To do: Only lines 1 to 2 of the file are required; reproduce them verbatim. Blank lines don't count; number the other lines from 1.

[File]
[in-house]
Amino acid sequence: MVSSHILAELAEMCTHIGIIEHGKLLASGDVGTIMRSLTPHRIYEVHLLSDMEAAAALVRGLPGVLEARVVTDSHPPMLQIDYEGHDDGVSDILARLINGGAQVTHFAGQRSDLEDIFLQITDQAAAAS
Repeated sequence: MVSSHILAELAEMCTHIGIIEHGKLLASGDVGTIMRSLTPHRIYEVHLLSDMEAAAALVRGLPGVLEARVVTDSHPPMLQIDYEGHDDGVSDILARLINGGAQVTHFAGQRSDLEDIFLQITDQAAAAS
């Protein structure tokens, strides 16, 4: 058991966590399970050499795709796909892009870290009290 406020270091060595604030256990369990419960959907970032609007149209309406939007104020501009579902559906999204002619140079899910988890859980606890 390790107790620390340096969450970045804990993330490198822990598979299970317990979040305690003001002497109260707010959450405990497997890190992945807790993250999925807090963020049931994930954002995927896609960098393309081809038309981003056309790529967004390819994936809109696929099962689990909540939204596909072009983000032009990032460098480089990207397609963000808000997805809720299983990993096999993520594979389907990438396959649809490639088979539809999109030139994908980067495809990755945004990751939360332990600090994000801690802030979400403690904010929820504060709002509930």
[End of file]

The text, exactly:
[in-house]
Amino acid sequence: MVSSHILAELAEMCTHIGIIEHGKLLASGDVGTIMRSLTPHRIYEVHLLSDMEAAAALVRGLPGVLEARVVTDSHPPMLQIDYEGHDDGVSDILARLINGGAQVTHFAGQRSDLEDIFLQITDQAAAAS